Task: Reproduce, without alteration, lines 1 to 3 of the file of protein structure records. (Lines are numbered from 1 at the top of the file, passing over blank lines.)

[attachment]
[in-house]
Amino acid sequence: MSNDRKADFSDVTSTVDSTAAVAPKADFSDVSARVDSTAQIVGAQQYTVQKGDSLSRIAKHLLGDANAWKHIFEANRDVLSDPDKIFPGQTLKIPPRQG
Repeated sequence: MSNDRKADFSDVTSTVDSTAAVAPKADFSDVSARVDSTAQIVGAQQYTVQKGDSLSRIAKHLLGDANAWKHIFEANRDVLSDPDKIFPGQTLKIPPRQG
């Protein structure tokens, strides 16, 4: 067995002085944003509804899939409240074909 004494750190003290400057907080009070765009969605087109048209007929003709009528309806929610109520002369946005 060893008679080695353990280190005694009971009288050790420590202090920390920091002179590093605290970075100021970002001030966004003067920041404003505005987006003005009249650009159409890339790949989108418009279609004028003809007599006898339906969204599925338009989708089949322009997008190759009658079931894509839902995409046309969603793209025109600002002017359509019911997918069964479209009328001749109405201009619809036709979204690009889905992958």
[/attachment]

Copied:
[in-house]
Amino acid sequence: MSNDRKADFSDVTSTVDSTAAVAPKADFSDVSARVDSTAQIVGAQQYTVQKGDSLSRIAKHLLGDANAWKHIFEANRDVLSDPDKIFPGQTLKIPPRQG
Repeated sequence: MSNDRKADFSDVTSTVDSTAAVAPKADFSDVSARVDSTAQIVGAQQYTVQKGDSLSRIAKHLLGDANAWKHIFEANRDVLSDPDKIFPGQTLKIPPRQG